Taskforce Reveals Failures in Care for Koori Kids
27 October 2016 at 8:52 am
Victoria’s child protection system has failed Aboriginal children on both an individual and systemic basis, a landmark investigation of nearly 1,000 cases by the Commissioner for Aboriginal Children and Young People Andrew Jackomos has found.
The Taskforce 1000 investigation found children were taken from home for their own safety only for many to suffer physical, mental and cultural neglect across multiple agencies, including child protection, police, education and health.
The report, Always Was, Always Will be Koori Children: A Systemic Inquiry Into Services Provided to Aboriginal Children and Young People in Out-of-Home Care in Victoria, was tabled in parliament and released at a community event in Melbourne on Wednesday.
“Many children did not know they were Aboriginal, were split from siblings and left for years in residential care – isolated from family, culture and country – when they might have been in the loving care of grandparents or other relatives,” Jackomos said.
“We had child protection officials tell us they had been unable to trace a child’s Aboriginal family for years when we were able to track them down on Facebook within minutes.”
The investigation into the circumstances of 980 Aboriginal children and young people in out-of-home care found that more than 86 per cent were case managed by a non-Aboriginal agency, 60 per cent placed with a non-Aboriginal carer, 42 per cent away from their extended family, and more than 40 per cent separated from brothers and sisters.
It also found family violence and parental alcohol and drug abuse were by far the main reasons why Aboriginal children went into care.
Jackomos said this revealed the urgent need to intervene better and earlier with families at risk and to stop inter-generational cycles of abuse.
“Throughout its two year inquiry, Taskforce 1000 saw many committed and hard-working individuals from community and government, both frontline and central office staff,” he said.
However, he said the report shone a light on a system that has not valued and respected Aboriginal people and culture and provided heartbreaking, graphic case studies of the failure to keep children safe and well – over generations.
“It puts agencies, departmental heads, community sector organisations, police and school principals on notice.They must be held personally accountable for failure to comply with vital cultural protections and to act in the best interests of Aboriginal children,” he said.
Jackomos applauded significant policy initiatives and funding commitments from the Victorian Government for Aboriginal children in out-of-home care since the inquiry commenced in 2014. But he said they could only deliver better care if they were properly implemented and if there was a similar commitment to reform from the state opposition.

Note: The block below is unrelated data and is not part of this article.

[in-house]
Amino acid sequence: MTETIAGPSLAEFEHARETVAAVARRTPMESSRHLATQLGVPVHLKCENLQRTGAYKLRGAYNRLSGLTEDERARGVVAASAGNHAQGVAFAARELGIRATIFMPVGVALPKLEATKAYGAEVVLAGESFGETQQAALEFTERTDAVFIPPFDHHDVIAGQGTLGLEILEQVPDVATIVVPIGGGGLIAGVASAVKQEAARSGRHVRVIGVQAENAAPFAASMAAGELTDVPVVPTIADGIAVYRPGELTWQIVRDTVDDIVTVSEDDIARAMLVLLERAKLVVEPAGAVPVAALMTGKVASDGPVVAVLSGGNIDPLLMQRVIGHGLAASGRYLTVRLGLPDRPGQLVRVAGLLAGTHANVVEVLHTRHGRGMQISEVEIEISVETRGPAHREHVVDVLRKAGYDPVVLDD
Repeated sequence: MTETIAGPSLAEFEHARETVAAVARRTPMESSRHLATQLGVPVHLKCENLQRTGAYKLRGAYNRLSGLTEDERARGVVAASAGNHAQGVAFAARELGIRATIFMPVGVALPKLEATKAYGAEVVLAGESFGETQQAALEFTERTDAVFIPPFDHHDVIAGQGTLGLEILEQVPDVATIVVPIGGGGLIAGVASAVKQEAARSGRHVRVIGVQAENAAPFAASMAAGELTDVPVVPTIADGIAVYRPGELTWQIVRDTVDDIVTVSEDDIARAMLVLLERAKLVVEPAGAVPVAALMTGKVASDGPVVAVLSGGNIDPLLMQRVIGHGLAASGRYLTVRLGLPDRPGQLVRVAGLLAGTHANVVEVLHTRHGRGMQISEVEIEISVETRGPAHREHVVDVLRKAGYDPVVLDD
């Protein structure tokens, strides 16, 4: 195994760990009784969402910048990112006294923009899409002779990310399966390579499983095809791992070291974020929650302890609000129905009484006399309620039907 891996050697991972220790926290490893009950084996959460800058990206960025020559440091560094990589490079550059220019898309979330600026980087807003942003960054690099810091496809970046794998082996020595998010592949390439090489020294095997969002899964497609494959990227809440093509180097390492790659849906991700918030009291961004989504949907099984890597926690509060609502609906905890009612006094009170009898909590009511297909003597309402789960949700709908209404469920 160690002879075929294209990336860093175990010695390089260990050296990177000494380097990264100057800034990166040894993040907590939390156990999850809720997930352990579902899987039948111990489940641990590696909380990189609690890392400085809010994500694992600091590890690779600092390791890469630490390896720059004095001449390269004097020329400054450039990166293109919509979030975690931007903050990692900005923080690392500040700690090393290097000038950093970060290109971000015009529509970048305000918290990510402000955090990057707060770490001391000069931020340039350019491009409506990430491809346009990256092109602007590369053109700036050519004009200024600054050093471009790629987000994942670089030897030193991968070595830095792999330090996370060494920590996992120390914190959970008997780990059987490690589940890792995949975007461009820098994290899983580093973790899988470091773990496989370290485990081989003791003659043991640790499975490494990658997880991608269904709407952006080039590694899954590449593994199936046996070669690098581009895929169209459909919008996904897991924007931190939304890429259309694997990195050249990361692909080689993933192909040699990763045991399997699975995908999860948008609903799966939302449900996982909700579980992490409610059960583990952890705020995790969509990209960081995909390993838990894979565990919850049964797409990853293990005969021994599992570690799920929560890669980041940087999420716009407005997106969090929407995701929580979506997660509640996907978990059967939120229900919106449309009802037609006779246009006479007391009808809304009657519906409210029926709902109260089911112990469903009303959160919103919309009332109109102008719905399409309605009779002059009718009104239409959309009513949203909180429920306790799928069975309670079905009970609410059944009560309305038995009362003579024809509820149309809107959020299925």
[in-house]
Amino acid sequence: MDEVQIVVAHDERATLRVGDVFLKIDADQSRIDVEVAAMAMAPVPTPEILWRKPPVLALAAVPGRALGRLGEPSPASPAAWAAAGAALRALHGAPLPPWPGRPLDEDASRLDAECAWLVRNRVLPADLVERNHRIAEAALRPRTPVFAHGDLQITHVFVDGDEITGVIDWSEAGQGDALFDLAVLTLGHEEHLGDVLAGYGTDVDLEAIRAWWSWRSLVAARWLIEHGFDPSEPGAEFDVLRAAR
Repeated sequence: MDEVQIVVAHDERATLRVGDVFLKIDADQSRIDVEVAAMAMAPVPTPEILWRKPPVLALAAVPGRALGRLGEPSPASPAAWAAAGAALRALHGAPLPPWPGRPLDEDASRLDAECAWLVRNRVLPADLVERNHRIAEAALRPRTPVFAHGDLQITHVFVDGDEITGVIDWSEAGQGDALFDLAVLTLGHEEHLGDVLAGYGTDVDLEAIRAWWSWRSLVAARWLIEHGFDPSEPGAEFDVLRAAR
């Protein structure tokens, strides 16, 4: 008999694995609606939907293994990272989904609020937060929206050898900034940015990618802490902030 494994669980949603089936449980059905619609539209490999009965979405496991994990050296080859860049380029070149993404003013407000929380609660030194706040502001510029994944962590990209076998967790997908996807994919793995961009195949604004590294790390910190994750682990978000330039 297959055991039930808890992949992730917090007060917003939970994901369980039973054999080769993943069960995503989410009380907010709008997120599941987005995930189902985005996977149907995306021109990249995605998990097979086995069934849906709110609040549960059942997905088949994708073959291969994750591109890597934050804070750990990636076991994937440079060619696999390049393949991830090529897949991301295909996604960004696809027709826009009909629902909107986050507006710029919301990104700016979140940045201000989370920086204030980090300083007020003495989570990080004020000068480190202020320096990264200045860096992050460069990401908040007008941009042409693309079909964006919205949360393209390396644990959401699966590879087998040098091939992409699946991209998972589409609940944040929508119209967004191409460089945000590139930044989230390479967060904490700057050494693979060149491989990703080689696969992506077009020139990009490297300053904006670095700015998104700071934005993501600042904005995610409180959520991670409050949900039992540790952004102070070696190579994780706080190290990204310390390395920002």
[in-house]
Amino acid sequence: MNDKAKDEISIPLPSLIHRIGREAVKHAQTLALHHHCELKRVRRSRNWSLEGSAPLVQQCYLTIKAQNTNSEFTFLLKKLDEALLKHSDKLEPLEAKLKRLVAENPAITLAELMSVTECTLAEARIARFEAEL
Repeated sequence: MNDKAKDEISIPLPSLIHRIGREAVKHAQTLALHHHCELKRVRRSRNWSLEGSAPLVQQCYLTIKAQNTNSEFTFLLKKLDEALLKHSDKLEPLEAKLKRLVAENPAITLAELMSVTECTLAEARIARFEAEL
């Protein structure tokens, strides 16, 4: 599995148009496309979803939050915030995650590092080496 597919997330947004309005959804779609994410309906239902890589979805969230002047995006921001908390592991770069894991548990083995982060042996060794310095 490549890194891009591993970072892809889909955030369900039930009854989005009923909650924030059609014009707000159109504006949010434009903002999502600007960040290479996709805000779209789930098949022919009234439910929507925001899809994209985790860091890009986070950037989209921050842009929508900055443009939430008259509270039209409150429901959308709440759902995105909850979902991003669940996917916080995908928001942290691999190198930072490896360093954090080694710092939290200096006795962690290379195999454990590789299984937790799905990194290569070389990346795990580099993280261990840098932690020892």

“Tracing the stories of individual children and their families across Victoria, we saw generations caught up in criminal justice and child protection systems, struggling with unemployment, poverty, poor education, high rates of suicide and the over-riding impact of the past impacting on the present,” Jackomos said.
“We know the trajectory, and that if we don’t act now, we are condemning the next generation to similar grief, loss and trauma.”
Among the report’s 77 detailed recommendations are calls for:
- Aboriginal children to be placed as a matter of priority with properly resourced Aboriginal community controlled organisations
- a rapid escalation in the number of Aboriginal people working at every level of child protection
- expansion and better resourcing of kinship care, and prevention and early intervention programs particularly to address family violence.
It also called on the federal government to establish Close the Gaps targets to reduce the number of Aboriginal children in out of home care and in juvenile detention, as so many other reports and groups working with vulnerable children have urged for years.
The Taskforce 1000 systemic inquiry was launched in 2014 by the commission and the Department of Health and Human Services (DHHS) to investigate how to stem the rising numbers of Aboriginal children in out of home care in Victoria – then totaling 922.
The commission said that in the course of the two-year inquiry, their numbers rose by nearly 60 per cent to 1,700.
“Aboriginal children represent 20 per cent of all children in state care despite Aboriginal people representing less than 1 per cent of the Victorian population. They are nearly 12 times more likely than non-Indigenous children to be put in out-of-home care,” the commission said.
A number of major inquiries over the past 10 years have focused on child protection in Victoria. This, and the Aboriginal Child Placement Principle report also tabled this month, are the first to provide specific scrutiny about the experience of vulnerable Aboriginal children.